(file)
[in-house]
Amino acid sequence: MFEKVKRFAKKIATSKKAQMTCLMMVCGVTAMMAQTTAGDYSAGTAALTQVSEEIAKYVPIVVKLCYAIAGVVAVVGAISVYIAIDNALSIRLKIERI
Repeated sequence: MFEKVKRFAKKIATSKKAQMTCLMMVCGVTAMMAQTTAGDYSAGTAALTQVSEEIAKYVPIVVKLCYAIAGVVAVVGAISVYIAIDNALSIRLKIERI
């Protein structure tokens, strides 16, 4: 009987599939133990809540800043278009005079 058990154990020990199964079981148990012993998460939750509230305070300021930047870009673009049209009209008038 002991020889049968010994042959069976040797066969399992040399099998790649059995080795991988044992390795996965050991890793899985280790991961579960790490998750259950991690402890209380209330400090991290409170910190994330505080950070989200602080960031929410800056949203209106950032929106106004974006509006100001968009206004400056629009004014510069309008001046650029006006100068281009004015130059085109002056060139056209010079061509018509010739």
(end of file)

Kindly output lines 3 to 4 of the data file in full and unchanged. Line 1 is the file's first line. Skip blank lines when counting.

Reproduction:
Repeated sequence: MFEKVKRFAKKIATSKKAQMTCLMMVCGVTAMMAQTTAGDYSAGTAALTQVSEEIAKYVPIVVKLCYAIAGVVAVVGAISVYIAIDNALSIRLKIERI
């Protein structure tokens, strides 16, 4: 009987599939133990809540800043278009005079 058990154990020990199964079981148990012993998460939750509230305070300021930047870009673009049209009209008038 002991020889049968010994042959069976040797066969399992040399099998790649059995080795991988044992390795996965050991890793899985280790991961579960790490998750259950991690402890209380209330400090991290409170910190994330505080950070989200602080960031929410800056949203209106950032929106106004974006509006100001968009206004400056629009004014510069309008001046650029006006100068281009004015130059085109002056060139056209010079061509018509010739």